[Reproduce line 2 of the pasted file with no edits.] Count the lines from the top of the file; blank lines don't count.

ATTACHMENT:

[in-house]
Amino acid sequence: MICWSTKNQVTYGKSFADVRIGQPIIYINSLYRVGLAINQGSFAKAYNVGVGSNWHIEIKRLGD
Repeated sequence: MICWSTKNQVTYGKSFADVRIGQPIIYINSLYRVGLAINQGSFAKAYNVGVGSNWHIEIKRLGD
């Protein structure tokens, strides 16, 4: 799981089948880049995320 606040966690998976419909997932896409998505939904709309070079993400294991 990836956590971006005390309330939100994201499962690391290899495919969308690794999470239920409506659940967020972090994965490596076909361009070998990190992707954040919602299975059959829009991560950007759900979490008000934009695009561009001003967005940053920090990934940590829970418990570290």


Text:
Amino acid sequence: MICWSTKNQVTYGKSFADVRIGQPIIYINSLYRVGLAINQGSFAKAYNVGVGSNWHIEIKRLGD